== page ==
Today, residential owners in Austin can split up their property to facilitate new development there or prepare to sell off their land. For example, the subdivision of a larger single-family lot could allow for multiple smaller homes to be built instead of a single larger residence.
Like many city development processes, however, even more basic subdivisions often end up taking months to complete while costing property owners thousands of dollars. District 5 Council Member Ryan Alter is bringing a proposal to council's May 4 meeting he hopes will end up easing Austin's “onerous” system for applicants seeking to divide their property—especially given combining land is already much less involved.
“This creates the ability to have a ‘neighborhood-y’-type product that people can get behind and support,” Alter said. “Why we make it super easy to make a lot really big so you can build a really big home, but we make it really difficult to subdivide a lot so you can make a couple more affordable homes? That just doesn’t make sense to me.”
The resolution from Alter would jump-start edits to Austin's land code aimed at simplifying infill development on smaller parcels in residential areas. Alter said the changes could affect existing neighborhoods with historically larger lots as well as parts of town that have not yet been heavily developed.
Under his proposal, the streamlined subdivision process would only apply to properties that are 1 acre or smaller and would result in a maximum of six lots on any given site; larger subdivision proposals would still go through more intensive reviews. City staff would also be directed to come up with “residential improvement areas” where Alter said the proposed changes could end up being most useful and appropriate.
“There are tools available that allow us to do smaller-scale subdivisions—not some huge, many-acre lot that you turn into 1,000 different lots or even 100 different lots—but on the scale that people think about in a neighborhood or in town, trying to create just a little bit more housing, to make that process simpler, faster, cheaper,” he said.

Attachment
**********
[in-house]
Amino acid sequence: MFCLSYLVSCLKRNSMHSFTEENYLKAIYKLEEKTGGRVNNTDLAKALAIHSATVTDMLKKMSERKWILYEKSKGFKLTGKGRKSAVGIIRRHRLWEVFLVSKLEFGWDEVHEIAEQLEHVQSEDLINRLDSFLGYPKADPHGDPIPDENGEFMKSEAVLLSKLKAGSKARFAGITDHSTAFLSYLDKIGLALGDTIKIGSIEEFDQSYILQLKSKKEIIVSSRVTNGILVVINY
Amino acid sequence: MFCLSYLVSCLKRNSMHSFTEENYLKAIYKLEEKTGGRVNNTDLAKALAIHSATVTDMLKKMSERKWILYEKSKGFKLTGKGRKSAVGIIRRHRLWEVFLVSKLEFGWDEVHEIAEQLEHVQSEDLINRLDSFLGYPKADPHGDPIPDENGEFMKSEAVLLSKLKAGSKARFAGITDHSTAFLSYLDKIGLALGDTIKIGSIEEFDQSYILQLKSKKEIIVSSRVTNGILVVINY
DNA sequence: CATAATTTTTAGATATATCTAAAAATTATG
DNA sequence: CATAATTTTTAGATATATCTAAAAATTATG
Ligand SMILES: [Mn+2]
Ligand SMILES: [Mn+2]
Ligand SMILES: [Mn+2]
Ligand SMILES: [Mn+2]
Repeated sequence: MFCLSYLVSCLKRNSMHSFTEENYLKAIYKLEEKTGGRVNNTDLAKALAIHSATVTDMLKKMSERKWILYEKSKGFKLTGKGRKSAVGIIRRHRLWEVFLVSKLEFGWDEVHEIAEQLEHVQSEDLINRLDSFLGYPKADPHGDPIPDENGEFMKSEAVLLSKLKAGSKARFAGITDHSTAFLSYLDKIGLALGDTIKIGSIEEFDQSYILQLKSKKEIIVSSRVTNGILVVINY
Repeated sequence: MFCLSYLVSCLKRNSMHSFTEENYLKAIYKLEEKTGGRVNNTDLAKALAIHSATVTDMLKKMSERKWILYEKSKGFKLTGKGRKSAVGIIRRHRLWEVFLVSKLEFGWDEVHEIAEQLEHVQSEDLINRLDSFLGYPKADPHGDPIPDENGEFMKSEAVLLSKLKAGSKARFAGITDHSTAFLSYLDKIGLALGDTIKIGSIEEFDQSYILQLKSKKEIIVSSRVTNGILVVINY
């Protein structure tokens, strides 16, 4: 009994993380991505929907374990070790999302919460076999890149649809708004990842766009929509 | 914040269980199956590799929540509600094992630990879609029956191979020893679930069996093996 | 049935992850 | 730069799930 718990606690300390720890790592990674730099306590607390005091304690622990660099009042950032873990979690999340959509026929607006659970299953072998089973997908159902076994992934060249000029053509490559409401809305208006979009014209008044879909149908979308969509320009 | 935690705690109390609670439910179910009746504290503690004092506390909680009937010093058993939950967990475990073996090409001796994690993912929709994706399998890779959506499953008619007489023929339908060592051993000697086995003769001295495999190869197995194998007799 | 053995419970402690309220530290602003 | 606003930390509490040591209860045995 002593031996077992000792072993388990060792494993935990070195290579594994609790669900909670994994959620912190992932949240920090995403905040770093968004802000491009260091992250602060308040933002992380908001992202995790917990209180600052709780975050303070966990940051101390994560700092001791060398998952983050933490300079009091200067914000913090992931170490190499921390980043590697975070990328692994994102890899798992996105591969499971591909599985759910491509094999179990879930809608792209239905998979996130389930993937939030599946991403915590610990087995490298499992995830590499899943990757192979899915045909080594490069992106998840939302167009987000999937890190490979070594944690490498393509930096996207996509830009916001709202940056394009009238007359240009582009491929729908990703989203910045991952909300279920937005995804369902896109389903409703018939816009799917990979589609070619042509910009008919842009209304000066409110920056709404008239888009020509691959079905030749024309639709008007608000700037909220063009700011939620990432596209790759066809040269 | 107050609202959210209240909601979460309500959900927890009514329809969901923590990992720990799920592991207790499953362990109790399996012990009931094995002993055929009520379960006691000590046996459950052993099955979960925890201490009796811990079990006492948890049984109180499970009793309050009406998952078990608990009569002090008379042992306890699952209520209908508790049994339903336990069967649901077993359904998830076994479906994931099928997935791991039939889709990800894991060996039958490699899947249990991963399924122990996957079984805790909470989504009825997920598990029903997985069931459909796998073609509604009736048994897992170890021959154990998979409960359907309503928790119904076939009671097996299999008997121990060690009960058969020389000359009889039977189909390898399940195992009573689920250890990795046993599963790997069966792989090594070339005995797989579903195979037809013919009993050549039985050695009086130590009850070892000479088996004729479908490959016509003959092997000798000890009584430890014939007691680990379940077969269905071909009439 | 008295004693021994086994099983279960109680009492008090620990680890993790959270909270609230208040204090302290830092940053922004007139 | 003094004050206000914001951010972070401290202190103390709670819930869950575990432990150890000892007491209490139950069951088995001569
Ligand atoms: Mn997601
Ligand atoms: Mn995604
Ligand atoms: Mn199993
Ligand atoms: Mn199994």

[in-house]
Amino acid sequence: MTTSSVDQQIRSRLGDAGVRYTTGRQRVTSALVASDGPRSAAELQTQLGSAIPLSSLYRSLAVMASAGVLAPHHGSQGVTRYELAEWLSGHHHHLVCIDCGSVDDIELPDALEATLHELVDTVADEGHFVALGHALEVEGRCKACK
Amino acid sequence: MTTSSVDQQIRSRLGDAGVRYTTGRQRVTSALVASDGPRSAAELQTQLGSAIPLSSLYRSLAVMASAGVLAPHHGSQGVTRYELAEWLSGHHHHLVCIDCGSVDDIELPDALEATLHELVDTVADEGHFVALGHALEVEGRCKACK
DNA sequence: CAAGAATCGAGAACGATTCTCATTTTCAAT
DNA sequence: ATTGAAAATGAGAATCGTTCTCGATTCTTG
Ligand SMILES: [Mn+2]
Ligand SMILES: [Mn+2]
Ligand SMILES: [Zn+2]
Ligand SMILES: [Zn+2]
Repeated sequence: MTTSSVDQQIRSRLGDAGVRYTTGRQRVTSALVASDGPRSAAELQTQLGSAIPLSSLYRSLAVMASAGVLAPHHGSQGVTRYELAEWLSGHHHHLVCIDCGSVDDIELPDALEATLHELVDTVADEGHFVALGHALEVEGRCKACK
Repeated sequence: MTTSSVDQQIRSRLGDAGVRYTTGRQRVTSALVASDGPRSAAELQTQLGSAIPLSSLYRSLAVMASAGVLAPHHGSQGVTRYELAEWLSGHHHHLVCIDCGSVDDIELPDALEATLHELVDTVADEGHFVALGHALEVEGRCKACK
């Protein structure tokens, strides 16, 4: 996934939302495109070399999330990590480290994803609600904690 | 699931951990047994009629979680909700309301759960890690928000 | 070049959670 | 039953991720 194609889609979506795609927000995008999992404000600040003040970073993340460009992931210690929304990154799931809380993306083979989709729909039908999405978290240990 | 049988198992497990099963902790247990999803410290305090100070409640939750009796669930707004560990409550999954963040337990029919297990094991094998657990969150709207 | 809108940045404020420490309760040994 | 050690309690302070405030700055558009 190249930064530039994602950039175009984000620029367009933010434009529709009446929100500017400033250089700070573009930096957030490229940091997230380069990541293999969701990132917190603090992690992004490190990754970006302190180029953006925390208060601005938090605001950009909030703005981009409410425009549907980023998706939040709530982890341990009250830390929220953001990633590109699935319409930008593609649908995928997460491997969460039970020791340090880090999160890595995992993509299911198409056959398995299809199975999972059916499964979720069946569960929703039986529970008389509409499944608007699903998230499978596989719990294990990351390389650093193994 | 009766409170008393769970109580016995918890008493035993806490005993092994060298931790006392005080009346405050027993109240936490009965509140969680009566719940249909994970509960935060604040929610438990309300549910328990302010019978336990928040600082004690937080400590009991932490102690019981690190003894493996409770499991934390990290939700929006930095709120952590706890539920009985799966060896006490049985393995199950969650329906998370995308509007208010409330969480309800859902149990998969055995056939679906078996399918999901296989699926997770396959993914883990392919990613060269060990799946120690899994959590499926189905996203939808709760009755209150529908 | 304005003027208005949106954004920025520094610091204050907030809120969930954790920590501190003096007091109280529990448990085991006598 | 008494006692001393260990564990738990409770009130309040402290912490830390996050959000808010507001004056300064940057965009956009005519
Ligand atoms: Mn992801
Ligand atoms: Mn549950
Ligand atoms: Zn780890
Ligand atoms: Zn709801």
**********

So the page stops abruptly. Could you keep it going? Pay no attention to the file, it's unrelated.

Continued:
The resolution also asks the city to consider providing financial assistance based on income for subdivision applicants seeking help with the cost of the process.
Put in perspective
Alter's resolution comes before council months after officials approved a separate item to make missing-middle development more accessible in Austin. In March, council also voted for a proposal from District 4 Council Member Chito Vela aimed at bringing more housing on small lots.
The new measure also lines up with yearsold city goals for local development. Austin's Strategic Housing Blueprint adopted back in 2017 calls for subdivision rules that incentivize a wide range of housing types.
Although smaller homes, townhomes and other infill options are traditionally harder to build in Austin, the city blueprint anticipated a large increase in demand for small-lot and missing-middle housing over the coming decades. A 2016 analysis by Fregonese & Associates projected the number of small-lot single-family homes and townhomes could grow by nearly 83,000 units—a 140% increase—between 2014-40 given the demand for those options.
Cody Carr, a partner at Carr Residential and member of the Austin Infill Coalition, has worked on smaller-scale housing development in the city for years. Carr said the method of subdividing in the city is a challenging one that often deters infill and missing-middle housing projects in Austin, especially given developers like him must move through the same extended process as someone seeking to build a 300-unit apartment complex.
“The length of time it takes to navigate the site plan subdivision process has the largest impact on the viability of these smaller projects and is the reason a lot of them don’t get done,” Carr said.
As members of a project team remain involved for months or years while awaiting the results of a subdivision, Carr estimated easing Austin's platting process could cut down the tens of thousands of dollars in related development costs by half. He also agreed with Alter's assessment that simplifying subdividing would likely mean savings in the city's housing market.
“The process is super important to get right because if it’s highly complex or difficult, it really drives up the costs and incentivizes building a single home. But if the policy changes and the process changes, this definitely would result in more housing and faster,” Carr said.